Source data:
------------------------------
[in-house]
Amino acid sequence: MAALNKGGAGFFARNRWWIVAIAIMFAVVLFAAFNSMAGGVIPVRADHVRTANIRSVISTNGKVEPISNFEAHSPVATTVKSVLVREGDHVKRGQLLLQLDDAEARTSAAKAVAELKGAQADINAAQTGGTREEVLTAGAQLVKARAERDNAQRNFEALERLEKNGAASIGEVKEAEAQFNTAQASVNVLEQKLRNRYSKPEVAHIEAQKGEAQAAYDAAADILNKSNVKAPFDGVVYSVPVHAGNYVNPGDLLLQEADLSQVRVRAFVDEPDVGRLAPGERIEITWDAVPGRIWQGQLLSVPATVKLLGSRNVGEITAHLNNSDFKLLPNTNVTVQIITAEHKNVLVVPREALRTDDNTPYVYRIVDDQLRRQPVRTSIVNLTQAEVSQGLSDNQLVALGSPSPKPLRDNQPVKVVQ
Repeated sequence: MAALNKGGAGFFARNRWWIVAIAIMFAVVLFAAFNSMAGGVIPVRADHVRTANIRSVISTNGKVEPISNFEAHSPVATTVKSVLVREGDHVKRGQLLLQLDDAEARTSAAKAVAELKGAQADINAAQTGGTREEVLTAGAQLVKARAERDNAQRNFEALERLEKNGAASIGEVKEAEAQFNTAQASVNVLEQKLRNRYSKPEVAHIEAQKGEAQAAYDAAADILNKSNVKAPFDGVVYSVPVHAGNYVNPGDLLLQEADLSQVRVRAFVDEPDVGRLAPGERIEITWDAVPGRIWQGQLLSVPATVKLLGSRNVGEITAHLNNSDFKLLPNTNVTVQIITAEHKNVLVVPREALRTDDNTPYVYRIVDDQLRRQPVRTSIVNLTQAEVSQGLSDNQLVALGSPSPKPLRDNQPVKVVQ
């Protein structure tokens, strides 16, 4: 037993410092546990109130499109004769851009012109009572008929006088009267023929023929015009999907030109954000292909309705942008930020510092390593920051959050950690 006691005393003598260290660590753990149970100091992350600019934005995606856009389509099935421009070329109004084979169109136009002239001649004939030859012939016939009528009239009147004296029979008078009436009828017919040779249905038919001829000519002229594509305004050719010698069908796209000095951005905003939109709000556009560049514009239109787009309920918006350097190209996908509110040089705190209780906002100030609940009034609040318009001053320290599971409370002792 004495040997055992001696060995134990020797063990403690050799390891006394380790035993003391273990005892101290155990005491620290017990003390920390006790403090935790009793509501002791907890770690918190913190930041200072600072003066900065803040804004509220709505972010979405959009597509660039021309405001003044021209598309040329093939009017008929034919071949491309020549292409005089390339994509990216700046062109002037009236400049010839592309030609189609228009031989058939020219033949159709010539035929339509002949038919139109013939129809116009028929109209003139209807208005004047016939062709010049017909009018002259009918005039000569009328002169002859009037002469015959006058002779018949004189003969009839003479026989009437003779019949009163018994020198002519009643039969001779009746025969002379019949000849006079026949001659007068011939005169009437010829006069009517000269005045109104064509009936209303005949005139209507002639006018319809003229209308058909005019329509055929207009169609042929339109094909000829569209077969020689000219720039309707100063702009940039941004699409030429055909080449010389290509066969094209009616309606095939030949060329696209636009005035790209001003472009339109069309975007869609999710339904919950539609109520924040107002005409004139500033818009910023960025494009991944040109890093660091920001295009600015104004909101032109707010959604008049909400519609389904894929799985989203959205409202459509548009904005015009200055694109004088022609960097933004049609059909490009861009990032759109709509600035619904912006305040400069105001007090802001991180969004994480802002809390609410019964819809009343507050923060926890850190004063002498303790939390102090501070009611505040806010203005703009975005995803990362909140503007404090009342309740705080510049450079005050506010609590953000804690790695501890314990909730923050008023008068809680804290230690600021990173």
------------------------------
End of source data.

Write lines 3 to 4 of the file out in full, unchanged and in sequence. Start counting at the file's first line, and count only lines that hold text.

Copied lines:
Repeated sequence: MAALNKGGAGFFARNRWWIVAIAIMFAVVLFAAFNSMAGGVIPVRADHVRTANIRSVISTNGKVEPISNFEAHSPVATTVKSVLVREGDHVKRGQLLLQLDDAEARTSAAKAVAELKGAQADINAAQTGGTREEVLTAGAQLVKARAERDNAQRNFEALERLEKNGAASIGEVKEAEAQFNTAQASVNVLEQKLRNRYSKPEVAHIEAQKGEAQAAYDAAADILNKSNVKAPFDGVVYSVPVHAGNYVNPGDLLLQEADLSQVRVRAFVDEPDVGRLAPGERIEITWDAVPGRIWQGQLLSVPATVKLLGSRNVGEITAHLNNSDFKLLPNTNVTVQIITAEHKNVLVVPREALRTDDNTPYVYRIVDDQLRRQPVRTSIVNLTQAEVSQGLSDNQLVALGSPSPKPLRDNQPVKVVQ
């Protein structure tokens, strides 16, 4: 037993410092546990109130499109004769851009012109009572008929006088009267023929023929015009999907030109954000292909309705942008930020510092390593920051959050950690 006691005393003598260290660590753990149970100091992350600019934005995606856009389509099935421009070329109004084979169109136009002239001649004939030859012939016939009528009239009147004296029979008078009436009828017919040779249905038919001829000519002229594509305004050719010698069908796209000095951005905003939109709000556009560049514009239109787009309920918006350097190209996908509110040089705190209780906002100030609940009034609040318009001053320290599971409370002792 004495040997055992001696060995134990020797063990403690050799390891006394380790035993003391273990005892101290155990005491620290017990003390920390006790403090935790009793509501002791907890770690918190913190930041200072600072003066900065803040804004509220709505972010979405959009597509660039021309405001003044021209598309040329093939009017008929034919071949491309020549292409005089390339994509990216700046062109002037009236400049010839592309030609189609228009031989058939020219033949159709010539035929339509002949038919139109013939129809116009028929109209003139209807208005004047016939062709010049017909009018002259009918005039000569009328002169002859009037002469015959006058002779018949004189003969009839003479026989009437003779019949009163018994020198002519009643039969001779009746025969002379019949000849006079026949001659007068011939005169009437010829006069009517000269005045109104064509009936209303005949005139209507002639006018319809003229209308058909005019329509055929207009169609042929339109094909000829569209077969020689000219720039309707100063702009940039941004699409030429055909080449010389290509066969094209009616309606095939030949060329696209636009005035790209001003472009339109069309975007869609999710339904919950539609109520924040107002005409004139500033818009910023960025494009991944040109890093660091920001295009600015104004909101032109707010959604008049909400519609389904894929799985989203959205409202459509548009904005015009200055694109004088022609960097933004049609059909490009861009990032759109709509600035619904912006305040400069105001007090802001991180969004994480802002809390609410019964819809009343507050923060926890850190004063002498303790939390102090501070009611505040806010203005703009975005995803990362909140503007404090009342309740705080510049450079005050506010609590953000804690790695501890314990909730923050008023008068809680804290230690600021990173």